Hold the confetti

On our last day of the Pacific Northwest portion of the Wild Wild West tour, we hiked the infamous Rattlesnake Ledge trail. It’s a popular trail so there’s usually a conga line of hikers up and down the switchbacks. At one point Clay and I overheard another couple bickering. As we passed them, we heard a snippet of their conversation that made us both smile. And then we did what couples do after they eavesdrop on other couples… dissect & discuss. 

“That was funny ‘cause they sounded like us.”
     “They did! Did you hear what he said to her?”
“No…I just heard her complaining about the rain and the hike.” 
     “I think they just moved here or something. Because he said “Yeah but I’m just excited. This is just one of many hikes we’re going to get to do here now.”” 

We’d only spent a few days in Seattle, but by the next switchback I knew that this was going to be our next home too. The thought literally stopped me in my tracks, unbeknownst to Clay who kept trekking along.

It’s weird…I should’ve been excited. I should’ve caught up with Clay and shared my epiphany with him while jumping up and down and throwing confetti. Because in case you didn’t already see through right through us, the WWWT wasn’t just a ‘for fun’ thing. We booked these trips with the hopes of moving to one of these cities, in one of these states, we were just trying to figure out where. So this feeling I had, that Seattle was our place, should have been a welcomed one. 

But in that moment I had skipped over the excitement and went straight to grief. I stood there, letting it all sink in as I tried to accept what my intuition was telling me, “We’re moving. We’re actually moving.” No more dinner parties with the Lasater’s, no more game nights with Nate and Katy, no more “we’ll meet you for dinner downtown” with the in-laws, no more tailgating at MSU with all our college friends, no more Tuesday afternoon play dates with my nieces. Everyone was in Michigan, no one was in Seattle.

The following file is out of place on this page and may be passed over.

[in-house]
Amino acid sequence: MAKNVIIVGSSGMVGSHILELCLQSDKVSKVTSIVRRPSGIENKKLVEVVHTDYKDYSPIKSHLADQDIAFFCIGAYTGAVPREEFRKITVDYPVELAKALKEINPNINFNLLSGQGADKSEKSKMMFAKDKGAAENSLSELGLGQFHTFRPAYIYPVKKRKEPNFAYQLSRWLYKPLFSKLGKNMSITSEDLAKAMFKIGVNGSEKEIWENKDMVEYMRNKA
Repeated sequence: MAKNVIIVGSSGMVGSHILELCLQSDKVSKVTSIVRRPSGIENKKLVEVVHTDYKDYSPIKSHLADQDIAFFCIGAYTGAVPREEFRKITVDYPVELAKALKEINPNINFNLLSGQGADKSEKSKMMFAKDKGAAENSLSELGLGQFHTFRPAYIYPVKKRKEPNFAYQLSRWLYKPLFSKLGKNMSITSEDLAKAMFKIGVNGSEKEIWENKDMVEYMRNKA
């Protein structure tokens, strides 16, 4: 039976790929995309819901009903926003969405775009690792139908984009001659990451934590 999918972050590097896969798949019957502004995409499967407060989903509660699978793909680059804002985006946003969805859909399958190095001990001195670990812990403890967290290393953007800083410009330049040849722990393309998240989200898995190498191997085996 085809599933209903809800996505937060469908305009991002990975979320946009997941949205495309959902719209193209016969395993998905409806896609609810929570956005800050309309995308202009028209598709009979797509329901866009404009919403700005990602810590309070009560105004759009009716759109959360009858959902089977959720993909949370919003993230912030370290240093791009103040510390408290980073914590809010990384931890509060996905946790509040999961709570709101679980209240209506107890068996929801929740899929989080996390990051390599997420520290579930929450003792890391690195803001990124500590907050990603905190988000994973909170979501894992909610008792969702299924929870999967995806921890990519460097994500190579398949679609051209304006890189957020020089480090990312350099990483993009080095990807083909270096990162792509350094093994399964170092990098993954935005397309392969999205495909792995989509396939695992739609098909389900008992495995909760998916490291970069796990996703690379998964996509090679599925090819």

The weight of each inevitable loss pushed down on my chest until I broke. With that, all the tears I’d been holding back for the last 5 minutes poured out. I sobbed for a few moments, too lost in grief to care that I was on display.

(I don’t think anyone paid attention to me, but if they had I imagine my tears would have been primo trail gossip for other hikers to dissect and discuss:
“Did you see that girl crying?”
“Yeah, what was her deal? I hope she’s okay.”)

Grand Rapids may not have been our wellspring anymore but it was home, and leaving was going to be really really really freaking hard. Even though we knew moving was right for us, it didn’t make the decision to do so any easier. People often forget this. During and after our move we’ve had several emotional conversations with friends and family that have ended with them reminding us that Clay and I “chose this.” As if to say “you brought this on yourself” and therefore our homesickness does not warrant any sympathy. As if our choice to move should eradicate all the unsightly emotions.

I’m sorry. It doesn’t. I realize that Clay and I didn’t move for work, or school, and therefore we did, in fact, choose to move. I also realize that missing out on holidays and birthdays is inherently wrapped up in that choice, but to say that we chose to live far away from dinner parties and game nights and family, seems like an insensitive half-truth. If we could have our cake and eat it too, we would. We chose to move but that doesn’t mean we rejoiced at the thought of living far away from the people we love. We were not full of happiness and excitement every step of the way.

In fact we had many more moments like the one at Rattlesnake Ledge, when intuition insisted that we move to Seattle, and in response we stubbornly insisted back that “no, we’d rather not.”

Maybe we just needed a career change. Maybe if we shuffled enough of our life around we could mix up everything but our residence. Maybe that would do the trick & we wouldn’t have to sacrifice playing tag with our nieces or the Fulton St. Farmer’s market. We tossed several alternate realities around for a while hoping one of them would stick. Sooner or later we agreed that even new jobs would wind up being bad bandaids. And every other option we considered seemed equally inadequate. 

Then there were times when we felt the excitement of moving, and looked forward to all that was to come, until the switch flipped and minutes later we were blubbering, wailing, and mourning the season of life that was ending…laser focused on all that we’d miss out on. It was like the bitter emotions were just trying to catch up to real time, and the sweet emotions were miles ahead. And their occasional collision confused and exhausted us.

As it is with grief, time has helped reduce the frequency and intensity, but even so this bittersweetness still creeps up occasionally. So here’s some advice: stay put if you can help it, moving was hard, and still is hard.